For my assignment, I interviewed my mother, Jacqueline “Jackie” Avritt, a strong, intelligent woman of French Vietnamese decent. Born and raised in Vietnam, she migrated to the United States at age 10 with her family in 1963, making her part of the 1.5-generation. Despite the challenges of poverty, Jackie and her siblings defied the odds and became very successful, well-incorporated citizens; their mother, however, struggled to adapt for most of her life.
On a day in January 1963, Thinh Brown stepped onto the docks of San Francisco with her four children, some luggage and a large bag of rice (just in case they didn’t have that in America) in tow. Several years earlier back in Vietnam, Thinh, my grandmother, met an American traveling physician named James Brown after he helped perform an operation on her in a Saigon hospital, and soon fell in love. They married and had a daughter, Jane. Eventually James’s work took him back to the United States, and so he began preparing the way for his new family to come over, though it took two years to gather the paperwork. As this was before the Hart-Cellar Act and Mr. Brown was not a soldier, it was a difficult process only hindered by governmental policy.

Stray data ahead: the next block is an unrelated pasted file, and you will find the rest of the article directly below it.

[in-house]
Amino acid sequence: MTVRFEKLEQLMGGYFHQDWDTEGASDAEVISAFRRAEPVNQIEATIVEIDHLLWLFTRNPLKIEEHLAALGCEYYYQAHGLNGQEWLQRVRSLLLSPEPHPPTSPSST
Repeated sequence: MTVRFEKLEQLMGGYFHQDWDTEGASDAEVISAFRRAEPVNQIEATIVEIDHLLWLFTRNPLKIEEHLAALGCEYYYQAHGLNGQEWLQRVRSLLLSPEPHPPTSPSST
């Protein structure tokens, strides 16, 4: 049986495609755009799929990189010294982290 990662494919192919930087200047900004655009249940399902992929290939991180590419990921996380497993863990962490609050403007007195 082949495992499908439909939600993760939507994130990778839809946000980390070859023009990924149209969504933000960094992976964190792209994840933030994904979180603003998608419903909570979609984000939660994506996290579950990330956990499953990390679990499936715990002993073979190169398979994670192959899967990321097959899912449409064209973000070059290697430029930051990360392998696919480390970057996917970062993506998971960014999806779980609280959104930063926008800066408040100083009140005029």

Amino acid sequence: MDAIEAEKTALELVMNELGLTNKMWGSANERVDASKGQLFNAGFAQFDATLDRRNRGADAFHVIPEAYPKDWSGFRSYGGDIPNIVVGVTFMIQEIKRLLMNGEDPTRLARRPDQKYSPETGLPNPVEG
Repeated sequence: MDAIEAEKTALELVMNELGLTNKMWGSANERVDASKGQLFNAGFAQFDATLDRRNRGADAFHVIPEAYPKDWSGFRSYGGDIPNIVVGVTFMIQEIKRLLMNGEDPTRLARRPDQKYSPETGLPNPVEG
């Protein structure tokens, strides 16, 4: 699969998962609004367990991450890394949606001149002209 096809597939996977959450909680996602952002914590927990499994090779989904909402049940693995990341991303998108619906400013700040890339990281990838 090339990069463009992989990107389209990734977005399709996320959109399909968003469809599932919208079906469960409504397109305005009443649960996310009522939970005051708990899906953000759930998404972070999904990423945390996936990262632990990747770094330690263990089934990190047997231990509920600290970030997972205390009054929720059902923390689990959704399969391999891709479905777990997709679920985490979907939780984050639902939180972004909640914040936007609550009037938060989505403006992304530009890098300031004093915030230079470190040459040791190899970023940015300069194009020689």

Though the Browns chose to migrate mostly for family reunification, it was not their sole motivation. The dark clouds of war were moving ever closer to Saigon and the family feared prejudice and harm to their family should the Communist regime succeed, as they were not full-blooded Vietnamese, but part French. There was also the promise of the Land of Opportunity, the hope for a better life full of success in America.
Upon arriving in America, the family first moved to Oregon, where they stayed for 2 years. Mr. Brown worked as the first aid man for a heavy construction company, and so the family later moved from town to town following the construction of buildings and bridges. After Oregon, they moved throughout Northern and Central Cal…